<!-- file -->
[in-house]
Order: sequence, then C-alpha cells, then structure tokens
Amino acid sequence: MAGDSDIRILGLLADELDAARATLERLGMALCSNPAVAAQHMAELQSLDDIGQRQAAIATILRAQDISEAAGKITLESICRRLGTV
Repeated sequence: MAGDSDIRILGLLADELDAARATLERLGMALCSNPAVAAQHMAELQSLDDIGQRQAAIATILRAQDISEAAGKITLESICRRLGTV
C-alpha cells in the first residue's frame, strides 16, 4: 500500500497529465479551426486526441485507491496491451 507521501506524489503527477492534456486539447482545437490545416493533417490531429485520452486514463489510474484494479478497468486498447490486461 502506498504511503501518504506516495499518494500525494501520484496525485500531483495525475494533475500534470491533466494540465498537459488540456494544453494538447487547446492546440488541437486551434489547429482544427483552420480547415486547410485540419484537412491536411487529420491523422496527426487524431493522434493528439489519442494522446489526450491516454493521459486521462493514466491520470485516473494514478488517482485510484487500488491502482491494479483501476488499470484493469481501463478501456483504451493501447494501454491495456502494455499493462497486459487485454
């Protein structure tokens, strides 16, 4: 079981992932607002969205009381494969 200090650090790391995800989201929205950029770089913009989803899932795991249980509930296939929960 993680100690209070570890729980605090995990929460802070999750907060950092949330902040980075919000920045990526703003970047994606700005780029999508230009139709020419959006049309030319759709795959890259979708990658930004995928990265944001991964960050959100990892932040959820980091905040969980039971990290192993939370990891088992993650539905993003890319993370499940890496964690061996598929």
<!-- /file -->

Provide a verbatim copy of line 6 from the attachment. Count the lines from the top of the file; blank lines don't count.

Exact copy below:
């Protein structure tokens, strides 16, 4: 079981992932607002969205009381494969 200090650090790391995800989201929205950029770089913009989803899932795991249980509930296939929960 993680100690209070570890729980605090995990929460802070999750907060950092949330902040980075919000920045990526703003970047994606700005780029999508230009139709020419959006049309030319759709795959890259979708990658930004995928990265944001991964960050959100990892932040959820980091905040969980039971990290192993939370990891088992993650539905993003890319993370499940890496964690061996598929």